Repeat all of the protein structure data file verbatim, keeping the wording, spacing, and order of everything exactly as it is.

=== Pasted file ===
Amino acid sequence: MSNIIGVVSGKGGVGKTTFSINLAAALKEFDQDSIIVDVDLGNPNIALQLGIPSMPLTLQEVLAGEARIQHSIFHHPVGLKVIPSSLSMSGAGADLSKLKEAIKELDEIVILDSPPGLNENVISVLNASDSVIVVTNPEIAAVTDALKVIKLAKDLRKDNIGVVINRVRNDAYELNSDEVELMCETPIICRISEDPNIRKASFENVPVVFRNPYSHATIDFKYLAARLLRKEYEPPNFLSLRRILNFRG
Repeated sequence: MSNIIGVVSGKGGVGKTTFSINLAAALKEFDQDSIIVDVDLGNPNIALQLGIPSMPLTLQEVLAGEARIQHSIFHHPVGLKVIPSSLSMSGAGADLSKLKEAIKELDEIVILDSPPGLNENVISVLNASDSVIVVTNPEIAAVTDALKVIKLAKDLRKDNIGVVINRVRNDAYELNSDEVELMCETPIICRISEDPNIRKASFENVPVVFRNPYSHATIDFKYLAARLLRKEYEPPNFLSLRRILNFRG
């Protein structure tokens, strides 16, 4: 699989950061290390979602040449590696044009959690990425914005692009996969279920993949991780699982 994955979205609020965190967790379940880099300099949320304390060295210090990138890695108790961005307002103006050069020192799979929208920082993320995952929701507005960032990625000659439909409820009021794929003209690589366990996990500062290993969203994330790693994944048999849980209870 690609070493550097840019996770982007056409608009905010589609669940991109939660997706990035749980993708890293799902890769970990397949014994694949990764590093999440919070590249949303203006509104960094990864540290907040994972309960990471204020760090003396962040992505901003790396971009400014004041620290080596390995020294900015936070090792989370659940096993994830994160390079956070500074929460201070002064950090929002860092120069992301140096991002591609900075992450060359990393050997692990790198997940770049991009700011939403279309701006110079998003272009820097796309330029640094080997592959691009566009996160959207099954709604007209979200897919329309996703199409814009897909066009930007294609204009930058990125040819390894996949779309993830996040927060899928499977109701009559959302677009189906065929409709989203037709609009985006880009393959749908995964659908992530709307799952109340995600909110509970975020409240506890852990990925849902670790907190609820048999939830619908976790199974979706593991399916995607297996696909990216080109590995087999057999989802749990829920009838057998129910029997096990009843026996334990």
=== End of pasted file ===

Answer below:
Amino acid sequence: MSNIIGVVSGKGGVGKTTFSINLAAALKEFDQDSIIVDVDLGNPNIALQLGIPSMPLTLQEVLAGEARIQHSIFHHPVGLKVIPSSLSMSGAGADLSKLKEAIKELDEIVILDSPPGLNENVISVLNASDSVIVVTNPEIAAVTDALKVIKLAKDLRKDNIGVVINRVRNDAYELNSDEVELMCETPIICRISEDPNIRKASFENVPVVFRNPYSHATIDFKYLAARLLRKEYEPPNFLSLRRILNFRG
Repeated sequence: MSNIIGVVSGKGGVGKTTFSINLAAALKEFDQDSIIVDVDLGNPNIALQLGIPSMPLTLQEVLAGEARIQHSIFHHPVGLKVIPSSLSMSGAGADLSKLKEAIKELDEIVILDSPPGLNENVISVLNASDSVIVVTNPEIAAVTDALKVIKLAKDLRKDNIGVVINRVRNDAYELNSDEVELMCETPIICRISEDPNIRKASFENVPVVFRNPYSHATIDFKYLAARLLRKEYEPPNFLSLRRILNFRG
């Protein structure tokens, strides 16, 4: 699989950061290390979602040449590696044009959690990425914005692009996969279920993949991780699982 994955979205609020965190967790379940880099300099949320304390060295210090990138890695108790961005307002103006050069020192799979929208920082993320995952929701507005960032990625000659439909409820009021794929003209690589366990996990500062290993969203994330790693994944048999849980209870 690609070493550097840019996770982007056409608009905010589609669940991109939660997706990035749980993708890293799902890769970990397949014994694949990764590093999440919070590249949303203006509104960094990864540290907040994972309960990471204020760090003396962040992505901003790396971009400014004041620290080596390995020294900015936070090792989370659940096993994830994160390079956070500074929460201070002064950090929002860092120069992301140096991002591609900075992450060359990393050997692990790198997940770049991009700011939403279309701006110079998003272009820097796309330029640094080997592959691009566009996160959207099954709604007209979200897919329309996703199409814009897909066009930007294609204009930058990125040819390894996949779309993830996040927060899928499977109701009559959302677009189906065929409709989203037709609009985006880009393959749908995964659908992530709307799952109340995600909110509970975020409240506890852990990925849902670790907190609820048999939830619908976790199974979706593991399916995607297996696909990216080109590995087999057999989802749990829920009838057998129910029997096990009843026996334990």